Bob Dylan first appeared and sang in the UK on a BBC Sunday Night play in January 1963 which made a big impression on Joan Aiken. Called Madhouse on Castle Street, it included a strange and sinister song called The Swan on the River, which reminded her of the often grim and lurid folk ballads her Canadian mother used to sing, such as Lord Rendall, about a young nobleman who was poisoned by his lover. At the time Dylan was relatively unknown, having only brought out one album, and this was his first visit to England, but his performance, and that song were unforgettable, and she didn’t forget the singer.
That year, in 1963, Joan Aiken visited America for the first time to celebrate the publication of her now classic children’s novel The Wolves of Willoughby Chase, where she also visited her writer father in his home country for the first time, and met Charles Schlessiger, the man who was to be her literary agent and undying supporter for the next fifty years. This publication also catapulted Joan Aiken to fame in America with a stunning review in Time magazine which began:
‘This year can boast one genuine small masterpiece, called The Wolves of Willoughby Chase. Written, as any children’s book should be, with obvious fond delight by Poet Conrad Aiken’s daughter Joan…it is almost a copybook lesson in those virtues that a classic children’s book must possess: charm, a style of its own, and the skill and authority to create a small world without writing down to small readers.’
Back home in Petworth, Sussex Joan Aiken’s two teenage children (and their Beatnik, guitar playing babysitter) like characters from a folk tale, or one of her own stories, had requested a particular gift to be brought back from New York – a Bob Dylan album.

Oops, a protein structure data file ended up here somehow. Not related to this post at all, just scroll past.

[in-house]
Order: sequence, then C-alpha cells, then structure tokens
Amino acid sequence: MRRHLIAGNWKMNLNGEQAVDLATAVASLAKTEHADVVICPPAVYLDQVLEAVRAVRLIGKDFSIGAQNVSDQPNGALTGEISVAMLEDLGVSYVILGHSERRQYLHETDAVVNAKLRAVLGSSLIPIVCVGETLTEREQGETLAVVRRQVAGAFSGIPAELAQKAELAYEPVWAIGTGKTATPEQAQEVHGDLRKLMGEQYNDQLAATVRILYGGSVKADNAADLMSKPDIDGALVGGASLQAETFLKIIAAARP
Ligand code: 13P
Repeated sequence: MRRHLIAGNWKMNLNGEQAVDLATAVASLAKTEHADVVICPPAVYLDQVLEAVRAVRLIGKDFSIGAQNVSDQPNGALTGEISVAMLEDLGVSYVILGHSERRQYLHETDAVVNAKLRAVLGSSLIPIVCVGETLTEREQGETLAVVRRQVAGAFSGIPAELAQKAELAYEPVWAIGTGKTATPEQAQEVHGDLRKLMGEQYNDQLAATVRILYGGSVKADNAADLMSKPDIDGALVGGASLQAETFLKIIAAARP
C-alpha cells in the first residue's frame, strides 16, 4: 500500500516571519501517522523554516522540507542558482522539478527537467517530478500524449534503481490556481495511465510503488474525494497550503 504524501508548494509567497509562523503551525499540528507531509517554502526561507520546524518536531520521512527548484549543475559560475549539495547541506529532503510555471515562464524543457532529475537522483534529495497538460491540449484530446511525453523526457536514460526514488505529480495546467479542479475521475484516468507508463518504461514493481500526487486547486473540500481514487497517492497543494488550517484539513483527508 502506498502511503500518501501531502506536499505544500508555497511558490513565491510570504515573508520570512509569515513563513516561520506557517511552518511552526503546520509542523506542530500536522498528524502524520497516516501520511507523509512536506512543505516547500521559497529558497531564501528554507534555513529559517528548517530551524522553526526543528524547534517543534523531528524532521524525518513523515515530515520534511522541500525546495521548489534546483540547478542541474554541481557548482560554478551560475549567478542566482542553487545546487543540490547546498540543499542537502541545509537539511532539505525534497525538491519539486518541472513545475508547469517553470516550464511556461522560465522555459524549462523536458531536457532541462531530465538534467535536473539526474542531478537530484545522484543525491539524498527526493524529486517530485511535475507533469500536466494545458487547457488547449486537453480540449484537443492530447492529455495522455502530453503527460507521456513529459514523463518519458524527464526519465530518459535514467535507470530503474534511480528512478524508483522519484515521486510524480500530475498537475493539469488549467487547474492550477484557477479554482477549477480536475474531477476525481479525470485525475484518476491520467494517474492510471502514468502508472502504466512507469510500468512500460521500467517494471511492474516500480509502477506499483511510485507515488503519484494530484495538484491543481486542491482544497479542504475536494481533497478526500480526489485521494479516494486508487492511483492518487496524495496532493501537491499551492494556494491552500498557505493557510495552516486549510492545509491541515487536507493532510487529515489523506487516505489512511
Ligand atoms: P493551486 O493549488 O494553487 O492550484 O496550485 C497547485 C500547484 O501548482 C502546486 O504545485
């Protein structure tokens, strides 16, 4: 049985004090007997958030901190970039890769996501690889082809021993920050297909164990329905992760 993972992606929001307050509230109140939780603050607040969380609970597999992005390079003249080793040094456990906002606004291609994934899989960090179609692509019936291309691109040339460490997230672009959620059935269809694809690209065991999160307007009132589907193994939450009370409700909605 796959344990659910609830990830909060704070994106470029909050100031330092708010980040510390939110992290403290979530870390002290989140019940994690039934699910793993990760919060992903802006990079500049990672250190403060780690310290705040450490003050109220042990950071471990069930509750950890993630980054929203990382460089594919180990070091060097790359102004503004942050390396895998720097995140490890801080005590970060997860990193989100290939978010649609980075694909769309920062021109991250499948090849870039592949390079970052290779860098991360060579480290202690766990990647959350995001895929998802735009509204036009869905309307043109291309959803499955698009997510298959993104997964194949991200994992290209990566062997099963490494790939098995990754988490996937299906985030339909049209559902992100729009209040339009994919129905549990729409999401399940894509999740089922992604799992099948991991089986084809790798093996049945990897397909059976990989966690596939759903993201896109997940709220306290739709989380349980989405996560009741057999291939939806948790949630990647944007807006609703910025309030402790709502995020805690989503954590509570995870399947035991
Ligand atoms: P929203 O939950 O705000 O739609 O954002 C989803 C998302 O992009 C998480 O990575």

She came back with two, Bob Dylan, and The Freewheelin Bob Dylan. These records made us the stars of our small town, and started a lifelong passion in the family. Joan Aiken went on to write many songs for her own plays, which were set to music by her guitar playing son, perhaps prophetically named John Sebastian, and Dylan’s words and music continued to entertain and inspire her. Sadly she died before Dylan was awarded the Nobel prize in Literature “for having created new poetic expressions within the great American song tradition.” I am sure she would have applauded.
But a combination of Bob Dylan and our own equally influential guitar playing Beatnik, gave birth to a character from Joan Aiken’s much loved Arabel’s Raven stories – the baby sitter Chris Cross whose singing totally entranced Arabel, as seen above in Quentin Blake’s picture, from a story that appeared a few years later – Arabel & Mortimer and the Escaped Black Mamba.
Having run out of milk (after an unfortunate accident!) while he is minding the pair one evening, Chris takes Mortimer and Arabel down to the station where there are all kinds of amazing automatic machines to get some more, and while there (after various adventures!) they make their own record of one of Chris’s songs to bring back home.
Chris Cross remained an integral part of the Jones’ family life, and Bob Dylan’s songs went on to influence Joan’s own compositions, here for instance from a Shakespearean parody called Mooncusser’s Daughter, with music by her son..
Joan Aiken went on to marry an American painter and take up residence in Greenwich Village, New York.
I like to think of them walking the same streets.